“Every cheap hood makes a bargain with the world,” claimed The Clash in “Death or Glory” – an “ancient poem” referenced in Ryan Oakley’s bleak Technicolor Ultra Mall.
Its main character, 16-year-old Budgie, is a little less cheap after being upgraded in value for killing a rival gang leader, but he’s definitely questioning the whole bargain he’s made by becoming a Vidicon. They’re one of the gangs working the red level of the mall that is the whole world of this story. Killed in the same fight was Budgie’s comrade, Sputnik. Only trouble is, Sputnik was more than Budgie’s comrade. He was, as other members of the gang jeeringly note, a friend, that troublesome relationship that’s sand in the gears of commerce. The drugs he pops – one blatantly termed ‘synapacide’ – just aren’t getting rid of the thought that the unwritten “rulebook” that keeps everything cricket in and between gangs isn’t worth it, anymore, that loyalty to a gang that conducts occasional human sacrifices of its own members is not something he values. He’s just product to them.
Into his life comes Harmony, a young Vidicon girl who terrifies her male comrades. A legendary perpetrator of a vengeful genital mutilation on two rival gang members, Harmony is not all she seems. She is fierce, but, unlike Budgie and almost everyone else in this book, she refuses to be manipulated by the mass media and its memes, and the marketing that permeates every level of the mall. She’s been known to forsake TV for a book. And she is genuinely touched that Budgie grieves for Sputnik.
Besides Budgie, a low-level or “gamma” gang member, we also follow the cooly vicious and unflappable mid-level gangster, or “beta”, Sitcom, who puts on parties and orgies for residents of the green level when they come down to slum in the red level. He has a reputation for unique music mixes, which are really composed by the alpha gangster TeeVee, a weird and deadly figure whose connections even go up to the blue administrative level of the mall.
The first third of this novel is somewhat unpleasant. I’ve never been a big fan of the romantic criminal or criminal-as-revolutionary idea. None of these characters is pleasant and there is almost no science-fictional tech mentioned in this part of the novel, beyond some hints of an advanced biotech that creates the market for human corpses serviced by the ghouls of the mall’s alleys. But Oakley has one big talent. He does a very nice job with the dialogue and characterisation of these lowlifes and somehow, reluctantly, I came to care about Budgie and Harmony. When he’s not carrying the plot of the main characters forward in the “Feature Program” chapters, he has lots of fake ads – many with real brand names – in the “Product Placement” sections and subplots with middle-class, green-level characters in “Channel Surfing” chapters. That helped with the variety and I’m a sucker for anything that comes close to mimicking that modernistic style of John Dos Passos that was brought into science fiction with John Brunner in the late 1960s, but underused since then.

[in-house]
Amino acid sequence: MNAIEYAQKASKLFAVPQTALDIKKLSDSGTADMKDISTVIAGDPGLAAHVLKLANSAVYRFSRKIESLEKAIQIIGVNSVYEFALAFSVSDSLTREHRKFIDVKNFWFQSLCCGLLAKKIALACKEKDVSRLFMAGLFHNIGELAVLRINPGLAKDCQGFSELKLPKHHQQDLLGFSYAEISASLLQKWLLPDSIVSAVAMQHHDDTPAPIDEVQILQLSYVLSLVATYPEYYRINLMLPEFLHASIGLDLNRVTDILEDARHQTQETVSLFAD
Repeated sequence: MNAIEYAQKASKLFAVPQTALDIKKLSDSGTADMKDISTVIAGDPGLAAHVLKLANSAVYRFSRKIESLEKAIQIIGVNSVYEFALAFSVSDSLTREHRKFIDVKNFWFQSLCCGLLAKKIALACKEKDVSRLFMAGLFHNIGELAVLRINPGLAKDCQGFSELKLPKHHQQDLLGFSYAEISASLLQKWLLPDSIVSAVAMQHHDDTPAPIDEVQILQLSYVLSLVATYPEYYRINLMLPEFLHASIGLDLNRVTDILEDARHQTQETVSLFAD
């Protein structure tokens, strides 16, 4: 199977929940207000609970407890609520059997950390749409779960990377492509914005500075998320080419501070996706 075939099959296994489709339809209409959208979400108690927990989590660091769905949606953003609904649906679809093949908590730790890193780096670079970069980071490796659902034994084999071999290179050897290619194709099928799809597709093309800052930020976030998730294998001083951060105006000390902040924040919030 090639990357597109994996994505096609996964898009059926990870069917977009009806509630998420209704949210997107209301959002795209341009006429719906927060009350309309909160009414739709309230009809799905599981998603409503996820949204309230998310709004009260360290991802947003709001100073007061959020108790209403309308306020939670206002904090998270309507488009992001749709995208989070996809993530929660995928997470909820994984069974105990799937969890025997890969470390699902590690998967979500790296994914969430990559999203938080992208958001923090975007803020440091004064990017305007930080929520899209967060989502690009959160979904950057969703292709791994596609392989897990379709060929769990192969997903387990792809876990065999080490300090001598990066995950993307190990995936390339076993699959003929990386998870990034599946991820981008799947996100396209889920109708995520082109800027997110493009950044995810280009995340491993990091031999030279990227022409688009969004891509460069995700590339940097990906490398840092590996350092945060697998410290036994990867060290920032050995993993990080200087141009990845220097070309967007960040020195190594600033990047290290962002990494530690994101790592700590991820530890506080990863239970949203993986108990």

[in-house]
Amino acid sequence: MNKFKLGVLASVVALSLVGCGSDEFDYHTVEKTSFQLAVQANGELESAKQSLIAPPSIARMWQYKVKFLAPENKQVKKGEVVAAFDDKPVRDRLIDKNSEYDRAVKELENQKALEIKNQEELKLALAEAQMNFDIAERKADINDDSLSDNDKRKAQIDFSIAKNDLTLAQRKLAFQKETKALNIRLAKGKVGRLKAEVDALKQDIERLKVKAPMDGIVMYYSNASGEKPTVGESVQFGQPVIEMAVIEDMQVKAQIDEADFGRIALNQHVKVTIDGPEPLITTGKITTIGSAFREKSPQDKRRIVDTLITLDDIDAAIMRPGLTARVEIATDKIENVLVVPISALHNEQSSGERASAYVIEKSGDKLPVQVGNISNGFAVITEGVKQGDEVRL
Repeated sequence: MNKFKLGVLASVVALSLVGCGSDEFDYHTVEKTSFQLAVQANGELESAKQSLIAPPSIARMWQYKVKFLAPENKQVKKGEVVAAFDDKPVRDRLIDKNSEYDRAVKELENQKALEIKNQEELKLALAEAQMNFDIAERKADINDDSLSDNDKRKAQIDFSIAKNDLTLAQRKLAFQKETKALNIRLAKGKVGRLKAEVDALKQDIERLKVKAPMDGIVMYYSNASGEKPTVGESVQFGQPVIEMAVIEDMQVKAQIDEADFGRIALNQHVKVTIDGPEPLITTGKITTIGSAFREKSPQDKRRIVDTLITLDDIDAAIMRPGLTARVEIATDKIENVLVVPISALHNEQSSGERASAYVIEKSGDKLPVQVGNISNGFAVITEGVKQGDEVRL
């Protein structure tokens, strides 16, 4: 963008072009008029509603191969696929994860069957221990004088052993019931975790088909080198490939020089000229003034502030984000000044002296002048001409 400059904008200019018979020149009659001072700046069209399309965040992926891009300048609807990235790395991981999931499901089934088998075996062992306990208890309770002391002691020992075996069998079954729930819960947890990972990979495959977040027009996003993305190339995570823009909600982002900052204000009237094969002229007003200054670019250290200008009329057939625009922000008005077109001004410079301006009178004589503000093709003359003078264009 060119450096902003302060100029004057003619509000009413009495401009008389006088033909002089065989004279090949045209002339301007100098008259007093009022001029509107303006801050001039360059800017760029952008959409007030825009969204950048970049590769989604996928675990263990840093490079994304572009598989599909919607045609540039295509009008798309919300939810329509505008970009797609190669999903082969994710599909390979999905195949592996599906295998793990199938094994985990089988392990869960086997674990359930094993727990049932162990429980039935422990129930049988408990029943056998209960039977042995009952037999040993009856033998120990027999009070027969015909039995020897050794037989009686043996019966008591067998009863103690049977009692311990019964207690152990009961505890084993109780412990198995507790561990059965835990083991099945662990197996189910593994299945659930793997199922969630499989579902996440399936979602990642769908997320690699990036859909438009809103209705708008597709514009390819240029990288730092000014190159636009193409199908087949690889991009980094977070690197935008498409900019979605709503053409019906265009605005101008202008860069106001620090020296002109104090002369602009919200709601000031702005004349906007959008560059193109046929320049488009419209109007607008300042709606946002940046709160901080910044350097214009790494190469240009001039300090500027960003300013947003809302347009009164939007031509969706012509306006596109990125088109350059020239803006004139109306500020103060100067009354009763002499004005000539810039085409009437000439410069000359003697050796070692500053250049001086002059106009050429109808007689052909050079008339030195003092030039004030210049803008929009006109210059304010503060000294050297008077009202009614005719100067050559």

But I genuinely got caught up in the plot when Budgie decides to defect from the Vidicons and get a job on the green level. Unlike many red-level residents, he’s not “chipped” – permanently exiled there and tracked via a brain implant. He earns the murderous wrath of Griff, an initiate fanatically devoted to the rulebook, for sparing another defector’s life. Several subplots come together. TeeVee starts to ominously say, “I am inevitable,” as he gets weirder and deadlier. What is he up to with his new music marketing campaign? We learn more of this world’s details and history. Certain characters shed their criminal cool when seen through the new, more weary and knowing, eyes of Budgie.
This is pretty obviously a satire on marketing and media manipulation. A quote from Newton Minow’s famous “TV is a vast wasteland” speech opens the book. And, in case you still don’t get the point, there are those names, ‘TeeVee’ and ‘Sitcom’. I don’t, however clever and grim it is to have a world where everyone drugs themselves constantly, where you have to pay the toilet paper dispenser in your own hovel, and friends charge each other for cigarettes, think Oakley has much new to say on advertising or the media. But I did appreciate coming to root for Budgie and Harmony in a way I didn’t expect, and the conclusion, which avoids the easy cliche of social revolution.
A cover blurb says this is the kind of thing Philip K. Dick would be writing today. To me, its plot of gangs and music and media-induced mayhem was more reminiscent of Norman Spinrad’s work, particularly Little Heroes and “The Big Flash”. If you like your fiction